Growing number of Danish farmers interested in converting to organic farming

Lucie Rychla
November 19th, 2015

This article is more than 8 years old.

The government is allocating an additional 5 million kroner to support them

A growing number of Danish farmers are applying for organic conversion inspections that determine whether they can make the switch from conventional to organic food production.

From 2014 to 2015, the number of these inspections increased by 328 percent.

According to Kirsten Lund Jensen, the head of the organic farming department at Landbrug & Fødevarer, some 60-70 percent of those who undergo the inspections eventually begin the process of converting to organic farming.

The Venstre government has therefore decided to add 5 million kroner to the 6 million allocated for conversion inspections and the maintenance of organic farming in 2016 by the previous government.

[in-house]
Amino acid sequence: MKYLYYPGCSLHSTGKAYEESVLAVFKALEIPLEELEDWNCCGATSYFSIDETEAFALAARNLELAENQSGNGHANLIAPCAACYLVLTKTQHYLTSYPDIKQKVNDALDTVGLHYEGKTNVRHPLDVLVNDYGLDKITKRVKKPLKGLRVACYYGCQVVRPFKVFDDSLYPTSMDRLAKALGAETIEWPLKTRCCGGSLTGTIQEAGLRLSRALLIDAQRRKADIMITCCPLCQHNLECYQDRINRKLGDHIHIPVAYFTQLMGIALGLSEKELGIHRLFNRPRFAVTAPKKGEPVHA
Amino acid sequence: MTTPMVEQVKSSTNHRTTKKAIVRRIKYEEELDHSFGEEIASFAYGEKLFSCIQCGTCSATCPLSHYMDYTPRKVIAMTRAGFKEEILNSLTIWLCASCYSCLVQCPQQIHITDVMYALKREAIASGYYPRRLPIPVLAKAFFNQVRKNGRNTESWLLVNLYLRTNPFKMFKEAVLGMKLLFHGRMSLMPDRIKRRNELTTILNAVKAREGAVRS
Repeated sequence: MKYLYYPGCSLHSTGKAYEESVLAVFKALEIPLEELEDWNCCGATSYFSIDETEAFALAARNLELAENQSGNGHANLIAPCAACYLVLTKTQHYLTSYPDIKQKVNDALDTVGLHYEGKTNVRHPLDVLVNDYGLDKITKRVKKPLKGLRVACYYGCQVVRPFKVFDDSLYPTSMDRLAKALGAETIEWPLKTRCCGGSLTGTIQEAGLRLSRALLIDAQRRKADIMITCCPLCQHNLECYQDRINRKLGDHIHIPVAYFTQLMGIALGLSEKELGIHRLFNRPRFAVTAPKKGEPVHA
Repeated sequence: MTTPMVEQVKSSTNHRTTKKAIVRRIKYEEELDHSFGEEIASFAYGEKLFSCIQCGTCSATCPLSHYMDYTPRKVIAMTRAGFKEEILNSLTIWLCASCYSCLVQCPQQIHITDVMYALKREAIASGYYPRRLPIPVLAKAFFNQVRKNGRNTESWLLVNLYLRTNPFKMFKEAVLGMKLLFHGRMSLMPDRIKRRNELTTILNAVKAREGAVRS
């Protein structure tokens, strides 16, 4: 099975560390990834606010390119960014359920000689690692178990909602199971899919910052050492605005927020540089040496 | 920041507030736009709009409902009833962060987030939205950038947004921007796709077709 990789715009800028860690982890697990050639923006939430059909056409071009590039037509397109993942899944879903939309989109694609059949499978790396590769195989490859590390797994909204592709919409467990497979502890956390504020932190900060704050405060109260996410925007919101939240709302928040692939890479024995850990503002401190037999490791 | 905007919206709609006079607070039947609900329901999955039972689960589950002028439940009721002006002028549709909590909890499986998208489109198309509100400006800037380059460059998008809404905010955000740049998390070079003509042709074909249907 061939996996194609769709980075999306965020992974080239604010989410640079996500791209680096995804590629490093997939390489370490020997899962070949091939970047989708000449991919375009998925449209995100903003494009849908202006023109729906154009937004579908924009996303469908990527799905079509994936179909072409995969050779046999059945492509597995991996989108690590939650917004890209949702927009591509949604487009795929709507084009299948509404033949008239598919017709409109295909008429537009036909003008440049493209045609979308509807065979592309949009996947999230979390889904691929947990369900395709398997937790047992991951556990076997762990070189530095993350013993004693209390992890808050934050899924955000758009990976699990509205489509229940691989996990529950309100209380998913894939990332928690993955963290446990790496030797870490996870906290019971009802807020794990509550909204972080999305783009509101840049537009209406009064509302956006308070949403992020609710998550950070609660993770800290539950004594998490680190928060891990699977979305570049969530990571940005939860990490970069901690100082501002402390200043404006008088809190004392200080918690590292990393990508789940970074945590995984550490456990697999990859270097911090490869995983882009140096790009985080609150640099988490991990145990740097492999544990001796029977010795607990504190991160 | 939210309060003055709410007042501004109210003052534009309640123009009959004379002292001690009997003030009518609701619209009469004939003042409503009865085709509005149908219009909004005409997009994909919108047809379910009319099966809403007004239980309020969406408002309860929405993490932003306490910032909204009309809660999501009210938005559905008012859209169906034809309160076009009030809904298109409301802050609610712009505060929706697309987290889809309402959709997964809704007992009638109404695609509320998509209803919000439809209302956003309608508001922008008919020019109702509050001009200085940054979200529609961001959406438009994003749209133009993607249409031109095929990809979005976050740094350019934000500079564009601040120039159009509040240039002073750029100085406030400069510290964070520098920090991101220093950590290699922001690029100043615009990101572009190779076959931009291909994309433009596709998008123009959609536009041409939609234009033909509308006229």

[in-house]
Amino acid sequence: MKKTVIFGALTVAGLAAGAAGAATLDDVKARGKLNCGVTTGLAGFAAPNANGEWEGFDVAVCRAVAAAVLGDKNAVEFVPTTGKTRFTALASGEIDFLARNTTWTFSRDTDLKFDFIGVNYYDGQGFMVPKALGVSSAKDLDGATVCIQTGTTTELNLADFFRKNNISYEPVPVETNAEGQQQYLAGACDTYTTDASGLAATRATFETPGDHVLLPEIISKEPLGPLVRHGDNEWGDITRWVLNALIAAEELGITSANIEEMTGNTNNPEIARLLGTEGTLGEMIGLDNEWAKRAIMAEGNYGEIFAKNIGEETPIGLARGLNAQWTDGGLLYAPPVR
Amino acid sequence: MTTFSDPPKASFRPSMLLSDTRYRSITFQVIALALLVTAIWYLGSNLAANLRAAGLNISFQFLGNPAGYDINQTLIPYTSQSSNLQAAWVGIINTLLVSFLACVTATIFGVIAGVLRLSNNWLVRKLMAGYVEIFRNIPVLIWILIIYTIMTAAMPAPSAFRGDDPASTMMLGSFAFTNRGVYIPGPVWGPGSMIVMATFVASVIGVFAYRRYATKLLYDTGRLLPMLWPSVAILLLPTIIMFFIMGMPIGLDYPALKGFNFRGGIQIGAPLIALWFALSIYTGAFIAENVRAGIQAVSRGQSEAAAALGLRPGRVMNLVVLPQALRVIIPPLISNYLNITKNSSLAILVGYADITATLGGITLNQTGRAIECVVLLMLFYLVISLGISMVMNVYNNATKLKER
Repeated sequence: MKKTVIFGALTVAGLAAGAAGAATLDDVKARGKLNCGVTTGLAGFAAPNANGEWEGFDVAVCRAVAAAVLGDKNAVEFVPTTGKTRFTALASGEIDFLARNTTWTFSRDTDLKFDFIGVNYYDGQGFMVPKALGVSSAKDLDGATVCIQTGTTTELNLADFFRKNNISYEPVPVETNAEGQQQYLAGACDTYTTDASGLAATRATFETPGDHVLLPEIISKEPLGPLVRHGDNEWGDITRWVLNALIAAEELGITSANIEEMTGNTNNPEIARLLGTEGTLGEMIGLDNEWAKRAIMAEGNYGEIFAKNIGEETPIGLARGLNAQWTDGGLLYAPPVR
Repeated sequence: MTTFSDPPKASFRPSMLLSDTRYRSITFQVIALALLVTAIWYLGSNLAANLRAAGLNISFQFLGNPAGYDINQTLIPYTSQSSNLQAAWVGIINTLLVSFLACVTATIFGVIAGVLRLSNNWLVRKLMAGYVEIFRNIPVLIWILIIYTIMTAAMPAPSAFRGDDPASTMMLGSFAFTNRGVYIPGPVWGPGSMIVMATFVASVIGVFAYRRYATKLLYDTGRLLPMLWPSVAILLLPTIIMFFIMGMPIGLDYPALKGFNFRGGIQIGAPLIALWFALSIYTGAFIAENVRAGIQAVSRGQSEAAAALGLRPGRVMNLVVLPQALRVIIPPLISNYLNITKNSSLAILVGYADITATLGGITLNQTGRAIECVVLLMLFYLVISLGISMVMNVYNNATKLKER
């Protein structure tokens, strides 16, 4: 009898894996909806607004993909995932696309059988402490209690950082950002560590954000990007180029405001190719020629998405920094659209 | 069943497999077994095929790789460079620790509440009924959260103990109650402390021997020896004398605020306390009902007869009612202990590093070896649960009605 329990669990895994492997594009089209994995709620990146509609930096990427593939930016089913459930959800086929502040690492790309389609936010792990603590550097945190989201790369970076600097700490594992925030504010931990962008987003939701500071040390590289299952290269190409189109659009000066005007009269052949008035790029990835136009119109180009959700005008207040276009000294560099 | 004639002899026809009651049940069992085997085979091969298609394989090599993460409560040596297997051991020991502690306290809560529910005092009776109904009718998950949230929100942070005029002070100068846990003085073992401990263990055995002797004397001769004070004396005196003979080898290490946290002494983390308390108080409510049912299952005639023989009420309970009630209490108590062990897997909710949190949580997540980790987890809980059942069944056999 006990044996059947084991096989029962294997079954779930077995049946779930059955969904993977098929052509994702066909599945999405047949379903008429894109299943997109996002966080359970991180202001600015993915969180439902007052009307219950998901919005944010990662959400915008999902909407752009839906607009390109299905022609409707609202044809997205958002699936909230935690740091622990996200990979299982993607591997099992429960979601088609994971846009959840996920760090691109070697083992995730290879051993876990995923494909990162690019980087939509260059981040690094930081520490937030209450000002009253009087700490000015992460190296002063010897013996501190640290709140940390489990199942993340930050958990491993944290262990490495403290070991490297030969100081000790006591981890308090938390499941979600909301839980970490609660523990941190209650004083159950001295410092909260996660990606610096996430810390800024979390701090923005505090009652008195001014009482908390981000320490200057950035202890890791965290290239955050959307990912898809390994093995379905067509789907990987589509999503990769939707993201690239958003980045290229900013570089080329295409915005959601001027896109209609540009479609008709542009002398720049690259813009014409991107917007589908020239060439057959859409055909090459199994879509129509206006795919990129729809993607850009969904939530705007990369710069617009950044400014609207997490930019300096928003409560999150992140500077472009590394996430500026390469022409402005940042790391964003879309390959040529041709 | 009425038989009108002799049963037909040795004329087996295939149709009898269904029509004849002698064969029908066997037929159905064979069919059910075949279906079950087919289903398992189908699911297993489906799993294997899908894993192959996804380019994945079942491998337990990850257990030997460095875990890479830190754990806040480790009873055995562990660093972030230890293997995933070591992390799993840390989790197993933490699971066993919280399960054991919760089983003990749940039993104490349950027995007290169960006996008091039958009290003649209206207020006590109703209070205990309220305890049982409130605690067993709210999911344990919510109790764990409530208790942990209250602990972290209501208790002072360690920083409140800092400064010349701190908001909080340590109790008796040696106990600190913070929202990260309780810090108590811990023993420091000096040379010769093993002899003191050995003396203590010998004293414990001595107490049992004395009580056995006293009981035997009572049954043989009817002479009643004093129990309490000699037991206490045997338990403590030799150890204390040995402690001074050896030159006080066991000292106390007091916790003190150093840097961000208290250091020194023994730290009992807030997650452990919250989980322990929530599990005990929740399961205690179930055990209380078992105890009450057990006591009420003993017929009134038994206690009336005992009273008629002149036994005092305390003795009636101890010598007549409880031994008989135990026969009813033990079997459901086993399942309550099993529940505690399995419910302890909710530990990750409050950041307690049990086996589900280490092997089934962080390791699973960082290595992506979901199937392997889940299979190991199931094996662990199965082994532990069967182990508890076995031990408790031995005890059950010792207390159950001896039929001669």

In high demand
“The conversion inspections are an important cog in the engine that drives Danish organic farming forwards,” said Jensen.

According to Landbrug & Fødevarer, Denmark has proportionally the highest market share of organic products in the world, which makes up 8 percent of the total food market.

A growing number of Danish consumers prefer to buy, for instance, organic milk, eggs, carrots, oatmeal or wheat flour and their demand for a wider range of organic products is increasing.


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